We have developed temperature-pulse microscopy in which the temperature of a microscopic sample is raised reversibly in a square-wave fashion with rise and fall times of several ms, and locally in a region of approximately 10 μm in diameter with a temperature gradient up to 2°C/μm. Temperature distribution was imaged pixel by pixel by image processing of the fluorescence intensity of rhodamine phalloidin attached to (single) actin filaments. With short pulses, actomyosin motors could be activated above physiological temperatures (higher than 60°C at the peak) before thermally induced protein damage began to occur. When a sliding actin filament was heated to 40-45°C, the sliding velocity reached 30 μm/s at 25 mM KCl and 50 μm/s at 50 mM KCl, the highest velocities reported for skeletal myosin in usual in vitro assay systems. Both the sliding velocity and force increased by an order of magnitude when heated from 18°C to 40-45°C. Temperature- pulse microscopy is expected to be useful for studies of biomolecules and cells requiring temporal and/or spatial thermal modulation.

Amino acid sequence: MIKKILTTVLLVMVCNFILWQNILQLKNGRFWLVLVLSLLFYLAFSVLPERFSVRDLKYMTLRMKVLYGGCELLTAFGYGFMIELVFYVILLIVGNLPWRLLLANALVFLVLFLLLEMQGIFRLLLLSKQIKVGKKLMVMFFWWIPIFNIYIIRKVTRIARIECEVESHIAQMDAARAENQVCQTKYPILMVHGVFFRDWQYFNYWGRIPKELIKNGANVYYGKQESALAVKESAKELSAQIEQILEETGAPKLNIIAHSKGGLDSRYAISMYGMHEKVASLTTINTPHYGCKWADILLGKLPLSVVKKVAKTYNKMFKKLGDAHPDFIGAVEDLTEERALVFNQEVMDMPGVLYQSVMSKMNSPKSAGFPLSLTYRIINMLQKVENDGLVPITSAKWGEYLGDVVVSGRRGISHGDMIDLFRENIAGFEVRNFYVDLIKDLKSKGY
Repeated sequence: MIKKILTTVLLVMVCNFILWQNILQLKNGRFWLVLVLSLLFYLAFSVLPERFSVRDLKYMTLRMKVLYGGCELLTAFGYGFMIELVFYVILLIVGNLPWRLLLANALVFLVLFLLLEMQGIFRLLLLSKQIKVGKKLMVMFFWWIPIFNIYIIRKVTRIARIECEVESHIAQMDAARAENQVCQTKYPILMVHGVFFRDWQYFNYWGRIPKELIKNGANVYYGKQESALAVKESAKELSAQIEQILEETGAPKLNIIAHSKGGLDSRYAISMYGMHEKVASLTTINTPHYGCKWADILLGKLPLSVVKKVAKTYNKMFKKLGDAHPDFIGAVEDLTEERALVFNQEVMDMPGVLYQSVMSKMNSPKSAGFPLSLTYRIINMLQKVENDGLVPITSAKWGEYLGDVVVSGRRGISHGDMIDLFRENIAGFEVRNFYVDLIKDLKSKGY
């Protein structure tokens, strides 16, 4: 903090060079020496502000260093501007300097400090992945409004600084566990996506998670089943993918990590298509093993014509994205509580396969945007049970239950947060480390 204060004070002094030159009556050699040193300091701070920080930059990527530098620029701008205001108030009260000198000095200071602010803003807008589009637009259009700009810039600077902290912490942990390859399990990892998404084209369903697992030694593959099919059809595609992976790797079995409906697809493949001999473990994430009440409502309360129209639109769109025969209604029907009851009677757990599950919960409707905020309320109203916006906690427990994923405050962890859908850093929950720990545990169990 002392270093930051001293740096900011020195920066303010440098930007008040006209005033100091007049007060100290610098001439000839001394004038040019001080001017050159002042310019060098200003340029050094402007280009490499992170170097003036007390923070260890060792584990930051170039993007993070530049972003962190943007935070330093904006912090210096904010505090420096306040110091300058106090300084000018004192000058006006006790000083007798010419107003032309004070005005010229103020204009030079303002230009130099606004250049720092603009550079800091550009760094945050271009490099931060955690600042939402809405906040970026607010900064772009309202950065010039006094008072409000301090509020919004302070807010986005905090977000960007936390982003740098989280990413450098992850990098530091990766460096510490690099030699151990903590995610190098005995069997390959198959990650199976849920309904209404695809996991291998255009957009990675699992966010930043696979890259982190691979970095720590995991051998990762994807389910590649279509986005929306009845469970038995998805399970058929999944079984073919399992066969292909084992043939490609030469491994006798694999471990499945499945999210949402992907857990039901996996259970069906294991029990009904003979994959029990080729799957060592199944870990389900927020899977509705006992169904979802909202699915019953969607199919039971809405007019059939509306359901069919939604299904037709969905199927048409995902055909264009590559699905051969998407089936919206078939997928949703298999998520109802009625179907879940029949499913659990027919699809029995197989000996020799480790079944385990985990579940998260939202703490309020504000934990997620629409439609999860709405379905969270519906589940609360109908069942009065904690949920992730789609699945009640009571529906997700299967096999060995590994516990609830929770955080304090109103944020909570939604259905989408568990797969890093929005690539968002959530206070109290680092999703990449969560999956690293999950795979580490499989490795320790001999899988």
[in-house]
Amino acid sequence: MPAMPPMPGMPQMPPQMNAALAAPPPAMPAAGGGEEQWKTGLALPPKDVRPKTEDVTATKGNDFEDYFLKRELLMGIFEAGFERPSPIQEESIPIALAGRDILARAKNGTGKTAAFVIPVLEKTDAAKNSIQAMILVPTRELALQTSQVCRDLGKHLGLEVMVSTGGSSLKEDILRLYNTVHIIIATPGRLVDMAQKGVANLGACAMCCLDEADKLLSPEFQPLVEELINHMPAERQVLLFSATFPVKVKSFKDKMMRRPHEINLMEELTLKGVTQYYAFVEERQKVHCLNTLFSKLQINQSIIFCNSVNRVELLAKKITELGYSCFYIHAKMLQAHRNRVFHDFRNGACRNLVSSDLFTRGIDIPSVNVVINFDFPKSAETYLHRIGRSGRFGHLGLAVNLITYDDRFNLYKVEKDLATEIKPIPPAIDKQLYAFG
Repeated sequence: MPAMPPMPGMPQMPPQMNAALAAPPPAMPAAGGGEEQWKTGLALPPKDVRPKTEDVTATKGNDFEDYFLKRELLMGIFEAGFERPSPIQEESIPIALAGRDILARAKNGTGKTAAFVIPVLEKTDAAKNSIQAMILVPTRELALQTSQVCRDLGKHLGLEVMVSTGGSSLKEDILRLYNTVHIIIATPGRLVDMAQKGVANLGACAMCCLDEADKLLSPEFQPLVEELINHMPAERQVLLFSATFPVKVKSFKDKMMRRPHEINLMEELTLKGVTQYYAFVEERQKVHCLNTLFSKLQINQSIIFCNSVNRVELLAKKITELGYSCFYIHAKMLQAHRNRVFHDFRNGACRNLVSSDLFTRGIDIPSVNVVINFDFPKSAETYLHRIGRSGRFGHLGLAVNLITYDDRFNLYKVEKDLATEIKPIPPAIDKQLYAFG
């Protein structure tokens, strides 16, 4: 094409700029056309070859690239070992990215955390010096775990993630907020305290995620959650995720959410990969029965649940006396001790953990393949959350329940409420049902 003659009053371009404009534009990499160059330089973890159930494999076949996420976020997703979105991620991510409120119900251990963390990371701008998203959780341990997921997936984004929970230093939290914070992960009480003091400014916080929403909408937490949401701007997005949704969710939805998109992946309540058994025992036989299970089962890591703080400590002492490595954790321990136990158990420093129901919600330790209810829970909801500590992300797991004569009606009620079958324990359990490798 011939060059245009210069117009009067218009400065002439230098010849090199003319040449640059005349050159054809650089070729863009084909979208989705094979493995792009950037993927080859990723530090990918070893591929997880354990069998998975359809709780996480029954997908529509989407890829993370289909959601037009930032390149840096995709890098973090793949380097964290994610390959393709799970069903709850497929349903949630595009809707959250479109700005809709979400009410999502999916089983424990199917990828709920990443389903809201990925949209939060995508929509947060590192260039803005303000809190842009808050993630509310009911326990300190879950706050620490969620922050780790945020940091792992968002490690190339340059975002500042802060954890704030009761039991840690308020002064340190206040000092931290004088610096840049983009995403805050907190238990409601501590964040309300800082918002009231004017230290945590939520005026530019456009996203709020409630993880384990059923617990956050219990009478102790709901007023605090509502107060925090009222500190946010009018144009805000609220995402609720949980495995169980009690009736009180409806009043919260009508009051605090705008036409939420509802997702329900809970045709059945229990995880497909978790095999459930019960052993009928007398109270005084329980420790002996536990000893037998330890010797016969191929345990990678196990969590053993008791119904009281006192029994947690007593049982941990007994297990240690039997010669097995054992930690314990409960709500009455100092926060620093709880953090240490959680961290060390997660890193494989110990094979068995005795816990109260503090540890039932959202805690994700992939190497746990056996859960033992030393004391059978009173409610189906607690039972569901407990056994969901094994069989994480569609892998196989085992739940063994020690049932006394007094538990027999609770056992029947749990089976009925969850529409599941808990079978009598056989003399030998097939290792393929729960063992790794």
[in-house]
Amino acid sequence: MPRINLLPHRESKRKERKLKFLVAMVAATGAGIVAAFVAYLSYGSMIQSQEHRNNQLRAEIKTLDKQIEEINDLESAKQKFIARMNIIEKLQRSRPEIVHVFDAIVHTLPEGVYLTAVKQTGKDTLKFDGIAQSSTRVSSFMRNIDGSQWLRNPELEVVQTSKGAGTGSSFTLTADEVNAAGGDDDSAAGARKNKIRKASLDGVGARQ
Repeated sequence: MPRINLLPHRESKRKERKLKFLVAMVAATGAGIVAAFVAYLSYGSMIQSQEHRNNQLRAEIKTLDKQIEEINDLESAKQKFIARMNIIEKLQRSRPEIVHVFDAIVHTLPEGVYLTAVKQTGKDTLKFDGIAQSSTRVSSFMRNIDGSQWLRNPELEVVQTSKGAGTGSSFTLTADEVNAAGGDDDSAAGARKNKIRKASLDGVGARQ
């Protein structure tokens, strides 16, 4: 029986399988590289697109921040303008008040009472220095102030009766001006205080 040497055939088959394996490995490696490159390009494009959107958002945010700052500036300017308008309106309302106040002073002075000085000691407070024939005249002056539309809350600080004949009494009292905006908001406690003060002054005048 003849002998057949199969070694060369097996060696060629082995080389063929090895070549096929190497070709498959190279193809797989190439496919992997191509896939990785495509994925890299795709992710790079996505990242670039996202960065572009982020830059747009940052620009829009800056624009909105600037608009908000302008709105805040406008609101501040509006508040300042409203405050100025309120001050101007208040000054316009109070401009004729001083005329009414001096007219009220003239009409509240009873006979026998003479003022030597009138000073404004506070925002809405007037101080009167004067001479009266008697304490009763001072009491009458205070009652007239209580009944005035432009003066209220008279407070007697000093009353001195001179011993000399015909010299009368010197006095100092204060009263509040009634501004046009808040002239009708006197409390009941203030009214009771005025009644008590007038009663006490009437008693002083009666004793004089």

|Number of pages||5|
|Journal||Proceedings of the National Academy of Sciences of the United States of America|
|Publication status||Published - 1999 Aug 17|
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